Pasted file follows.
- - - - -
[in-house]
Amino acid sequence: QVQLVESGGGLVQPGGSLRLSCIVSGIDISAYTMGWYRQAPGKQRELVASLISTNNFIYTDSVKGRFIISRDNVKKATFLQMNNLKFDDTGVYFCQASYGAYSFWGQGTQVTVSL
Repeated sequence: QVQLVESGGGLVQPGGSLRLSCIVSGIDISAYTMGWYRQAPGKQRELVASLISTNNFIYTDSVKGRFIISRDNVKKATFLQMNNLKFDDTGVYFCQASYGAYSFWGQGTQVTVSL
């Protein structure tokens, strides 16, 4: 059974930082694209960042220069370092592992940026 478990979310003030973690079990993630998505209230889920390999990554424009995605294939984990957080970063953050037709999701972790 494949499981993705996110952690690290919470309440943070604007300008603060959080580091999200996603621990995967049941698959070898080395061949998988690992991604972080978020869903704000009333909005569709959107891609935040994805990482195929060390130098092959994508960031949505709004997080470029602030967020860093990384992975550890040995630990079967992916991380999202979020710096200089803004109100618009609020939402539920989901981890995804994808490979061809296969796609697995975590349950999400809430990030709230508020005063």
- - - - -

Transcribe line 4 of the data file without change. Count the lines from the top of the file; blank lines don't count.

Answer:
């Protein structure tokens, strides 16, 4: 059974930082694209960042220069370092592992940026 478990979310003030973690079990993630998505209230889920390999990554424009995605294939984990957080970063953050037709999701972790 494949499981993705996110952690690290919470309440943070604007300008603060959080580091999200996603621990995967049941698959070898080395061949998988690992991604972080978020869903704000009333909005569709959107891609935040994805990482195929060390130098092959994508960031949505709004997080470029602030967020860093990384992975550890040995630990079967992916991380999202979020710096200089803004109100618009609020939402539920989901981890995804994808490979061809296969796609697995975590349950999400809430990030709230508020005063």